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art men

Hendro Soetrisno: Chasing Perfection

LIFE by Hendro Soetrisno

Hendro Soetrisno’s his art is easy on the eyes. He has spent 25 years chasing perfection. His second collection of crypto artwork, LIFE, is on Sloika. Before we start, you can follow him on Twitter or find him on Instagram. And now, let’s get to know him.

Pelican Mood

What does it mean to be a visual storyteller?
My fine art nature images are real and also a part of my imagination, where the color of the water is sometimes pink instead of blue, where birds and other animals speak to me when I speak to them. My work is a result of more than 25 years of photography, thousands of captures, endless waiting for a single perfect moment followed by months of post production to bring my world of imagination to you.

And your signature style?
There are a lot of talented photographers in the world, and I was told that I needed to distinguish my work from theirs. So, I chose not to be known as a nature photographer. I wanted to see myself as a visual story teller who uses animal fine art to share my imagination.

Lavender Cupid

In other words, you paint images in your imagination and bring them to life in photos. And how long have you identified as a photographer?
I have been doing photography for 25+ years using a large and a medium format film before switching to digital. I was a landscape photographer at the beginning but then my interest expanded to include wedding and portrait before settling down in fine art nature.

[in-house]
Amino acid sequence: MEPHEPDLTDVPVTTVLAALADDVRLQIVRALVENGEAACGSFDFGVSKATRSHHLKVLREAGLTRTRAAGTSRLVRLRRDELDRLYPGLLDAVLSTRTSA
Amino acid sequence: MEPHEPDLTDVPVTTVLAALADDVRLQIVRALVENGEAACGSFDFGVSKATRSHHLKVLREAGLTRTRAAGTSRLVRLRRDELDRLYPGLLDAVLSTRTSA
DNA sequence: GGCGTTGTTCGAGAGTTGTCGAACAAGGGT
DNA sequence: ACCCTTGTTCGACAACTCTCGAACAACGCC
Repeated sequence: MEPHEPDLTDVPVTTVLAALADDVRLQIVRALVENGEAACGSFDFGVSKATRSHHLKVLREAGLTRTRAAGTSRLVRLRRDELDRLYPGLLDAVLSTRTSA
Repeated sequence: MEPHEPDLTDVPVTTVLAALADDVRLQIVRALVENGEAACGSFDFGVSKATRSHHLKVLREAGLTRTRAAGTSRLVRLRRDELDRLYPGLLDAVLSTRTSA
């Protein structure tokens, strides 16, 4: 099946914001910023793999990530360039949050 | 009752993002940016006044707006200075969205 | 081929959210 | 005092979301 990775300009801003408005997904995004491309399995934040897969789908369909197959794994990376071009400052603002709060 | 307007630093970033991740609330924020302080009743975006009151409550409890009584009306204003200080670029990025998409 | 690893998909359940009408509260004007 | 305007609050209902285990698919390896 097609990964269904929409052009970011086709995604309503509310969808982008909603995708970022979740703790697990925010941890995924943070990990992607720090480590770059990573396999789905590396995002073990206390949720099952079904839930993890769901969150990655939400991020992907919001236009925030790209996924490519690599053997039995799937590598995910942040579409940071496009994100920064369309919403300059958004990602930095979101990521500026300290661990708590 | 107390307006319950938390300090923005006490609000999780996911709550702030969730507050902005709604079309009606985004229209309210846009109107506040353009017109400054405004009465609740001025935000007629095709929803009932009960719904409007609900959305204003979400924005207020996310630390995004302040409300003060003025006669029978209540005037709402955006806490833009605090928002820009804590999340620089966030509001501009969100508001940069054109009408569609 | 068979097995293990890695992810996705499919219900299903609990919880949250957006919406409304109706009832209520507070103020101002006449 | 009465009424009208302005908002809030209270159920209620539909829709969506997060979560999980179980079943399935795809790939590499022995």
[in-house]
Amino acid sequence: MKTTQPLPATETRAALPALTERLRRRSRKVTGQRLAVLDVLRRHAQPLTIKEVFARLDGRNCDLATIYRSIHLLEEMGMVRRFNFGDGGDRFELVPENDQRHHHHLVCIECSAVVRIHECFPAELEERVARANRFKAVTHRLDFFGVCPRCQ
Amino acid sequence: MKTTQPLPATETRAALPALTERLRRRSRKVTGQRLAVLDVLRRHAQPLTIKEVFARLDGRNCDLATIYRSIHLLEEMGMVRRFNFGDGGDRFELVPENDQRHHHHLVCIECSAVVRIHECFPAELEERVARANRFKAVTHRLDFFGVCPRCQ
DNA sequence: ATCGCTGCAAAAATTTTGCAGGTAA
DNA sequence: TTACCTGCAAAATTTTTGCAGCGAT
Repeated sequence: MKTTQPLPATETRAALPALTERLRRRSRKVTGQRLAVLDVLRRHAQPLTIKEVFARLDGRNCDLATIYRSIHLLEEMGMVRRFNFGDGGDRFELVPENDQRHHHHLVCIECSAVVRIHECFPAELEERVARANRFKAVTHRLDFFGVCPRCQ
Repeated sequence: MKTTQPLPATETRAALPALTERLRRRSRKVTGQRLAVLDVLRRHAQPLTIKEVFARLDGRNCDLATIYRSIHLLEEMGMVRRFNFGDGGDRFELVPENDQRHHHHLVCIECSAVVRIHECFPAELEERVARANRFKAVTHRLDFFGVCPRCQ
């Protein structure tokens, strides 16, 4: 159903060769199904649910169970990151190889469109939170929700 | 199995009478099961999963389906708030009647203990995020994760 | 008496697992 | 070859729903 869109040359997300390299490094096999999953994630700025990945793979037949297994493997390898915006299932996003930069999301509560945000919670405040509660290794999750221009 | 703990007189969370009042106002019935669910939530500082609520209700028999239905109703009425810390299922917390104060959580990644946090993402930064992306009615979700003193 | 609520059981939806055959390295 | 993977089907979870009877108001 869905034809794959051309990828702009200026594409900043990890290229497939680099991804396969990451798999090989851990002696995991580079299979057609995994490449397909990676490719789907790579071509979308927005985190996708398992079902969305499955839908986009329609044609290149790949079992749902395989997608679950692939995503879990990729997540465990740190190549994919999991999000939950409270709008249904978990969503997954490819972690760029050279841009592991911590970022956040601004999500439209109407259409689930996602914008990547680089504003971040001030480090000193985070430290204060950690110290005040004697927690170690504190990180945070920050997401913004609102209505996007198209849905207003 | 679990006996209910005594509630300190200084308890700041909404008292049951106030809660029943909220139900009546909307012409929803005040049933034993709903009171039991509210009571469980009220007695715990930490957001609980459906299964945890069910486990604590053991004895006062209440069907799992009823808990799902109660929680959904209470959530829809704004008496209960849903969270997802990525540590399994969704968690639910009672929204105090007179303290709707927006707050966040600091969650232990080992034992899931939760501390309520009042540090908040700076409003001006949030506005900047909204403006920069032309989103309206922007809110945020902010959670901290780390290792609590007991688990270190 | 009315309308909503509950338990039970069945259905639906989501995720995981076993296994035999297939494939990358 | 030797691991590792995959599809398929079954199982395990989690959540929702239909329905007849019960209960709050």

Twilight Curtains

You enjoy photography competitions. Tell us more about those.
One of my proudest moments was being chosen to represent the United States in the prestigious World Photographic Cup. Olympics of professional photography. I brought home a gold medal in Nature category and also won the Best of Nations. But I remember where it all started. I entered my first professional competition in the Australia Institute of Professional Photography where I got my first awards. Then, I began entering major professional competitions like the New Zealand Institute of Professional Photography, Wedding and Portrait Photographers International, Professional Photographers of America, and Master Photographers International. In total, I’ve won 150 awards so far.

Primrose Seal

One hundred and fifty awards is quite an accomplishment. You must have many adoring apprentices.
Thank you, it is an honour to be considered a mentor, and yes, I have helped fellow photographers to develop their skills. The feeling I get when I see them doing very well has been satisfying.

Is there a signature style we can see with you and your students?
My current photography style is a combination of what I learned and experience as a landscape and wedding/portrait photographer. While landscape is quite dependent on natural light, wedding/portrait can be manipulated using man made. I “light” my animals using the same principles as how I would light a human either using natural or artificial light. The event that brought me to my current style was actually a casual conversation with one of the most reputable wedding photographers in the world. I attended his workshop and during a break he told me that I needed to be my own not just a copy of him. This is something I tell the photographers I mentor, too.

Follow Hendro on Instagram

And how did you enter the world of cryptoart? How have you done so far?